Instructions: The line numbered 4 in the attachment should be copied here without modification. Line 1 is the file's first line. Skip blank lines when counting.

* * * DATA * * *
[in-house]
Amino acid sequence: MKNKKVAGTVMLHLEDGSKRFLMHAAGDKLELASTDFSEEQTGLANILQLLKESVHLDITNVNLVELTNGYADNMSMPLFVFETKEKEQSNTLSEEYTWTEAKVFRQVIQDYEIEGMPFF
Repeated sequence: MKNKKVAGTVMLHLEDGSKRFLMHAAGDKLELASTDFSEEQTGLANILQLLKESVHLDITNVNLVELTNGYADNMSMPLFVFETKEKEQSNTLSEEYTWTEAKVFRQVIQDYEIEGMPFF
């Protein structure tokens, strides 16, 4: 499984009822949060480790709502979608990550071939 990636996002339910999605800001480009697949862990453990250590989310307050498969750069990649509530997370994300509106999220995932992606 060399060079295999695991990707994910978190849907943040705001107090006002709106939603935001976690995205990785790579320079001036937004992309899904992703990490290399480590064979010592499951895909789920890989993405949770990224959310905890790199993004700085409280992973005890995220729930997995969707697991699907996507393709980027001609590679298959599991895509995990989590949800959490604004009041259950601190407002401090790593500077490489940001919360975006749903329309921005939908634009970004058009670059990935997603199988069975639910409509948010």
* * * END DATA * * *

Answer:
């Protein structure tokens, strides 16, 4: 499984009822949060480790709502979608990550071939 990636996002339910999605800001480009697949862990453990250590989310307050498969750069990649509530997370994300509106999220995932992606 060399060079295999695991990707994910978190849907943040705001107090006002709106939603935001976690995205990785790579320079001036937004992309899904992703990490290399480590064979010592499951895909789920890989993405949770990224959310905890790199993004700085409280992973005890995220729930997995969707697991699907996507393709980027001609590679298959599991895509995990989590949800959490604004009041259950601190407002401090790593500077490489940001919360975006749903329309921005939908634009970004058009670059990935997603199988069975639910409509948010």